The turning point came on Sept. 11, 2001. I remember the shock and grief watching the news on that fateful Tuesday. I remember phone calls of disbelief and tears from my cousins in Iraq. But as Bush administration officials wasted no time in building their case for invading Iraq, a slow horror set in about what this emerging narrative – however fraudulent – could mean for my hometown. It was this narrative, coming out of 9/11 and daily conversations with my father, that pushed me back to Iraq and into journalism. 

My father had fled Iraq after being imprisoned by Saddam Hussein for spreading Communist ideas and building an opposition to his authoritarian rule. During the lead-up to the war, we talked about his activism in Iraq and his fears and hopes for the future every day. I knew I had to go back myself and tell stories about what Iraqis were going through. 

And so for a decade, I made Baghdad my base and reported across the country for a range of French and international outlets on everything from the fallout of the U.S. invasion to the rise of the Islamic State group. But my most powerful stories – and life lessons – came from Fallujah and my family.  

The horror of reporting on bodies buried in the local football stadium after the deadly battles of Fallujah in April and November 2004 was surpassed only by recognizing some of the names on the makeshift tombstones. Three of my cousins died during the fighting and are buried there.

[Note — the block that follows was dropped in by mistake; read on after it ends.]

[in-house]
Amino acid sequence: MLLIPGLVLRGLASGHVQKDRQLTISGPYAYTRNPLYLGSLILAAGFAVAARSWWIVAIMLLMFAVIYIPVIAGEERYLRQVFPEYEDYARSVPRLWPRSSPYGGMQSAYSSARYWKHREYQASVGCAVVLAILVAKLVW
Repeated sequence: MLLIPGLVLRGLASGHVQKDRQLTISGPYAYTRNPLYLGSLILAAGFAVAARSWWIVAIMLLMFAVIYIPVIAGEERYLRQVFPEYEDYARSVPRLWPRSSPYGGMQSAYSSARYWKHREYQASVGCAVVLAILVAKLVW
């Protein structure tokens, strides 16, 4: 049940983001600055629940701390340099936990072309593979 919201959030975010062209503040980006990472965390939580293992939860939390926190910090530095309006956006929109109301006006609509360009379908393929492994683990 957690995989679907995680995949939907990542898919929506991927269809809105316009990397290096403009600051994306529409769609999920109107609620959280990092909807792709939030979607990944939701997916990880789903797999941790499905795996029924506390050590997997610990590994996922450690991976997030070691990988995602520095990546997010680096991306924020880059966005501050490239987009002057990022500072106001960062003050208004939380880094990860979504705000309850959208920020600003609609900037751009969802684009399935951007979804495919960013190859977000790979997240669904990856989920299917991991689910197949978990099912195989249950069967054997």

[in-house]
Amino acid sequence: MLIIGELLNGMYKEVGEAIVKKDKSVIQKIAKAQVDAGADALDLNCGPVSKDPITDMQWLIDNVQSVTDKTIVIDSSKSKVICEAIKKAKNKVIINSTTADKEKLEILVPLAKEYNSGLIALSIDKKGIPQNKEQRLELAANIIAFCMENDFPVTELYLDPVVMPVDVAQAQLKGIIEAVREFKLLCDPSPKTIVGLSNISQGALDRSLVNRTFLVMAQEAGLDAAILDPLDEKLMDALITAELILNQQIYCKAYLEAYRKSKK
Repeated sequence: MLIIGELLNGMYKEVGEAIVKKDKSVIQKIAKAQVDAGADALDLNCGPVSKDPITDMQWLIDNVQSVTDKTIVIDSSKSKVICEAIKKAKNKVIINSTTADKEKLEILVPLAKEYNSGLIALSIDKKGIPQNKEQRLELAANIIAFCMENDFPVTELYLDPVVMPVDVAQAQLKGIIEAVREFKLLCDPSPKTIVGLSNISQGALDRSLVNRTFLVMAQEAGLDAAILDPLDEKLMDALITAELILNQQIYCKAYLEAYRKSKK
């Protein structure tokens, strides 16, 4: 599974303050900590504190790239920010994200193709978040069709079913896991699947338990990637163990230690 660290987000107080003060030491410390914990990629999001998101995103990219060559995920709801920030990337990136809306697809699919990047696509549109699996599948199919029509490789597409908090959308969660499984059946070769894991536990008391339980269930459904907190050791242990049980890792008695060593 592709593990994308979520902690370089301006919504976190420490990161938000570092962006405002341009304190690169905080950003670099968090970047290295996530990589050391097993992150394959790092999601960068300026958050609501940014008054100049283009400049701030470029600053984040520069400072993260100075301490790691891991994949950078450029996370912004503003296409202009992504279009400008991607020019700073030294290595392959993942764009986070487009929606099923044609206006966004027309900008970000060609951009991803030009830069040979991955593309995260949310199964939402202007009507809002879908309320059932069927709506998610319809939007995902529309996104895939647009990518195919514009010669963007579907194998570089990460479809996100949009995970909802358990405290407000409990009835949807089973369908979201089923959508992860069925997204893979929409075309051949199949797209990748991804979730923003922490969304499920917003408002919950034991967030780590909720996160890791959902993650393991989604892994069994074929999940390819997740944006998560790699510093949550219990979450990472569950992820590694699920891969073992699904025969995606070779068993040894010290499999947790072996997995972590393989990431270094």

Headstones fill a sandy lot. A brick wall stands at one end.
The Martyrs’ Cemetery was previously a football stadium in Fallujah. Credit: Yvon Le Gall

A fourth cousin had joined the insurgency but was caught and imprisoned in Abu Ghraib and Camp Bucca. When he was released a year later, he decided to enroll in the newly created Iraqi police force. He was killed a week later by al-Qaida in Iraq, which called him a traitor for joining any part of the U.S.-installed Iraqi government. 

As I was trying to make sense of the senseless violence and the sectarian nightmare that was unfolding in Iraq, I learned that my uncles, all of whom had been in the Iraqi military, had joined different sections of the anti-American insurgency: Salafi, Sufi, nationalist, independent. I was initially surprised by the diversity of ideology in a city that had always seemed homogenous on its face, essentially an army town, which in Saddam’s time also meant a Sunni town. But mostly, I was uncomfortable with how the fighting had changed my uncles. One of them, a decorated veteran of the war with Iran, reminded me that resistance to an occupying force was legitimate under international law. But I also saw the rage that swept across his face each time an American military convoy passed through the rubble of our hometown. It terrified me.

This is when my father planned his first visit to post-invasion Iraq. A few days after he arrived, he ran into an old friend he hadn’t seen in 30 years at a cafe they both used to love in Baghdad. Minutes after the encounter, two young men walked in and shot his friend, killing him on the spot. We later learned that the friend had been suspected of working with the Americans. My father left Iraq soon after and, after three decades of holding out hope of returning and playing a role in his country, applied for French citizenship.